Efficacy of intravesical ropivacaine injection on urinary symptoms following ureteral stenting: a randomized, controlled study.

Journal Article (Journal Article)

PURPOSE: Previous studies suggest that intravesical administration of nonsteroidal anti-inflammatory drugs may reduce the troublesome voiding symptoms and pain related to ureteral stenting. The objective of this study was to investigate the effectiveness of a long-acting local anesthetic, ropivacaine, injected submucosally into the bladder to control ureteral stent-associated symptoms. MATERIALS AND METHODS: A randomized, single-blinded, study approved by our Institutional Review Board of adult patients scheduled for ureteroscopic stone surgery and possible stent placement was conducted. Patients were randomized to either the treatment cohort, who received five injections of 2 mL 0.5% ropivacaine around the ureteral orifice or to the control cohort, who received five injections of 2 mL of 0.9% normal saline in identical locations. Pain scale questionnaires were provided to each subject preoperatively and at postoperative hours 2, 4, 8, 24, and 48 as well as on the day of stent removal. Student's t test and Wilcoxon signed rank sum tests were used for Gaussian and nonparametric data, respectively. RESULTS: Twenty-two patients were randomized evenly into the two cohorts. The ropivacaine group consisted of 11 patients (eight men and three women) with a mean age of 56.2 years (standard deviation [SD] = 12, range 27-69), and the saline group consisted of eleven patients (six men and five women) with a mean age of 47.8 years (SD = 6.6, range 37-58). Intraoperative parameters appeared similar between the two cohorts. Intraoperative and postoperative narcotic usage was not different between the two groups, except at postoperative hour 2 when it favored the ropivacaine cohort (P = 0.05). Trends favoring ropivacaine in flank pain, bladder pain, genitalia pain, and hematuria domains were seen as long as 8 hours and up to the day of stent removal. Trends of less magnitude and duration were seen in the dysuria domain. No differences were seen in the frequency and urgency domains. CONCLUSIONS: Our preliminary investigation with intravesical injection of ropivacaine before ureteroscopic surgery demonstrated trends toward decreased pain and voiding symptoms in this small-sample study. Inclusion of a larger sample should definitively address the effectiveness of intravesical ropivacaine and its impact on stent-related symptoms.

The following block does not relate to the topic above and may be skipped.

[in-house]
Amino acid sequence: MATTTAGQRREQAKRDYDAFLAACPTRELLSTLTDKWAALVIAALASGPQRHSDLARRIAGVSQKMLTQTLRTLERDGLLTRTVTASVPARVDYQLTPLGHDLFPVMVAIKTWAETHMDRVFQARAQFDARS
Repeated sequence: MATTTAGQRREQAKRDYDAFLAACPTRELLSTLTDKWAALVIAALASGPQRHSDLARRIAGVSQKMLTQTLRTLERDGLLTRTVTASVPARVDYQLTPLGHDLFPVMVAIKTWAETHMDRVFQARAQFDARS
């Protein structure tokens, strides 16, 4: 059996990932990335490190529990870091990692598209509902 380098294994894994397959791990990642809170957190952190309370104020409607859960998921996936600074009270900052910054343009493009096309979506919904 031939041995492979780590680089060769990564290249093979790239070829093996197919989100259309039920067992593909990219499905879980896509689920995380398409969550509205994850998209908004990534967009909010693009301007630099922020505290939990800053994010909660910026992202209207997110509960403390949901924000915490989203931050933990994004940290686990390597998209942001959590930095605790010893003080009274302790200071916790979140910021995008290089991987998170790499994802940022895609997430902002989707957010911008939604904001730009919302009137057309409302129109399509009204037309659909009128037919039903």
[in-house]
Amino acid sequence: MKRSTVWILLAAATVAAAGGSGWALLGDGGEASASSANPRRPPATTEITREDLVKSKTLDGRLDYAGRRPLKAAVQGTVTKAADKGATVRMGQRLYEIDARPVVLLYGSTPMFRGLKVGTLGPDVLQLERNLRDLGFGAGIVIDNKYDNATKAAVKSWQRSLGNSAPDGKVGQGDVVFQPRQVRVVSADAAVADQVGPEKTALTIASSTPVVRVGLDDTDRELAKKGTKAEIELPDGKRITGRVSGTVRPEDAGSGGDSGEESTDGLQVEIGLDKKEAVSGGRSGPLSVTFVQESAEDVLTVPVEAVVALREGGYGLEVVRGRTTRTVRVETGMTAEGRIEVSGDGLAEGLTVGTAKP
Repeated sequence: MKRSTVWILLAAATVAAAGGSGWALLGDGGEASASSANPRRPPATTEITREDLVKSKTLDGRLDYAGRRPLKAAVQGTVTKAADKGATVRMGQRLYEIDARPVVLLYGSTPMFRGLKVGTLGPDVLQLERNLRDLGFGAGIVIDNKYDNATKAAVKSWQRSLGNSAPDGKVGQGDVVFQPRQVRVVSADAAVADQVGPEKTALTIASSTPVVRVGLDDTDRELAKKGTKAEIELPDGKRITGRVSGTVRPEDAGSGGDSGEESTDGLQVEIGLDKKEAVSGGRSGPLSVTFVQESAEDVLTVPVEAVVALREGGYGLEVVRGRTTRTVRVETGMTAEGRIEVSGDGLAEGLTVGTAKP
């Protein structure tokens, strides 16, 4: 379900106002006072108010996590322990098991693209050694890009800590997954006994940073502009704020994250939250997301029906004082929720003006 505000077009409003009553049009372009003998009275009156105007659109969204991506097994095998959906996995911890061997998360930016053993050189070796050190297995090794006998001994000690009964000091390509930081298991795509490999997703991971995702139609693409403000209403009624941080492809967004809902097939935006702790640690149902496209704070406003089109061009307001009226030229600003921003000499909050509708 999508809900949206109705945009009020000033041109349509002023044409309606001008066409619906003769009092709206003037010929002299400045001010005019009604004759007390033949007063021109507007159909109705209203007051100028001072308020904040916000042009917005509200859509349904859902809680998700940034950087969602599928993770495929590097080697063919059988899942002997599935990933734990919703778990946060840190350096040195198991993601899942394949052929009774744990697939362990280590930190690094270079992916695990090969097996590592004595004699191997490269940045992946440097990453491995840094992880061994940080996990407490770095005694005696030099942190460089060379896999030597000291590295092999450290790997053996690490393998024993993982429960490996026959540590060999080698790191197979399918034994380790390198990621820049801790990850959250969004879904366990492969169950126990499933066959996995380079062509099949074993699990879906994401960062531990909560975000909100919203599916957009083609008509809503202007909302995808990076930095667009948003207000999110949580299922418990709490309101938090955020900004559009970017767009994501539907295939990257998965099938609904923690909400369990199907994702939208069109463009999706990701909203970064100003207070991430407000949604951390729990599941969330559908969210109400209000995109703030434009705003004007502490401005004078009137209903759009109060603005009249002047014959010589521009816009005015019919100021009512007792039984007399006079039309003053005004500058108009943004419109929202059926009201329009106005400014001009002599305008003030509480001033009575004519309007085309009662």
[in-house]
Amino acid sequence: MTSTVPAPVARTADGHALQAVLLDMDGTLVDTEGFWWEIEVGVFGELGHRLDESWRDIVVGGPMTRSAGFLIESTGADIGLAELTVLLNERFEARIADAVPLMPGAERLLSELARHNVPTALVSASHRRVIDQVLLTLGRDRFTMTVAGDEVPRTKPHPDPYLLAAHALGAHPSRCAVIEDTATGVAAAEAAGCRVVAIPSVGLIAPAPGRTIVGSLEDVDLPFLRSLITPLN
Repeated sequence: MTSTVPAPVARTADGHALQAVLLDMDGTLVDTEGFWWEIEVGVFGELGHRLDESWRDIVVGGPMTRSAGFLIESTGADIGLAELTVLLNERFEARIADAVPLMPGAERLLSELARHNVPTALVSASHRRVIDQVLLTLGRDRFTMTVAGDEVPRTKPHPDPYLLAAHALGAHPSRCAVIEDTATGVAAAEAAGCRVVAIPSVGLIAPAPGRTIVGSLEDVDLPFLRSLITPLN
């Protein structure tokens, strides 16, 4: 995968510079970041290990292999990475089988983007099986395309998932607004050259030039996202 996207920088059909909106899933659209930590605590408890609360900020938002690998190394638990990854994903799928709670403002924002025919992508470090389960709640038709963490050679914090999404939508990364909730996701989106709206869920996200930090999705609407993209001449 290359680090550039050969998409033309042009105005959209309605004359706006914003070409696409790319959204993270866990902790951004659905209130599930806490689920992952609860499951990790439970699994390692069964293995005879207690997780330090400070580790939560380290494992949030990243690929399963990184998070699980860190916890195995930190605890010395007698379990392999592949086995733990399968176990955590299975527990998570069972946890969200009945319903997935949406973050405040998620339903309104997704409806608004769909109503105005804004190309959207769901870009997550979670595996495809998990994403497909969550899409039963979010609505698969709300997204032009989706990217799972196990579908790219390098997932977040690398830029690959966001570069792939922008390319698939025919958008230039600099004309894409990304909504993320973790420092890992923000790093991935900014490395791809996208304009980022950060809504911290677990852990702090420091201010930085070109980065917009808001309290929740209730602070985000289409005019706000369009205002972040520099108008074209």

Full Text

Duke Authors

Cited Authors

  • Sur, RL; Haleblian, GE; Cantor, DA; Springhart, WP; Albala, DM; Preminger, GM

Published Date

  • March 2008

Published In

Volume / Issue

  • 22 / 3

Start / End Page

  • 473 - 478

PubMed ID

  • 18290733

International Standard Serial Number (ISSN)

  • 0892-7790

Digital Object Identifier (DOI)

  • 10.1089/end.2007.9847


  • eng

Conference Location

  • United States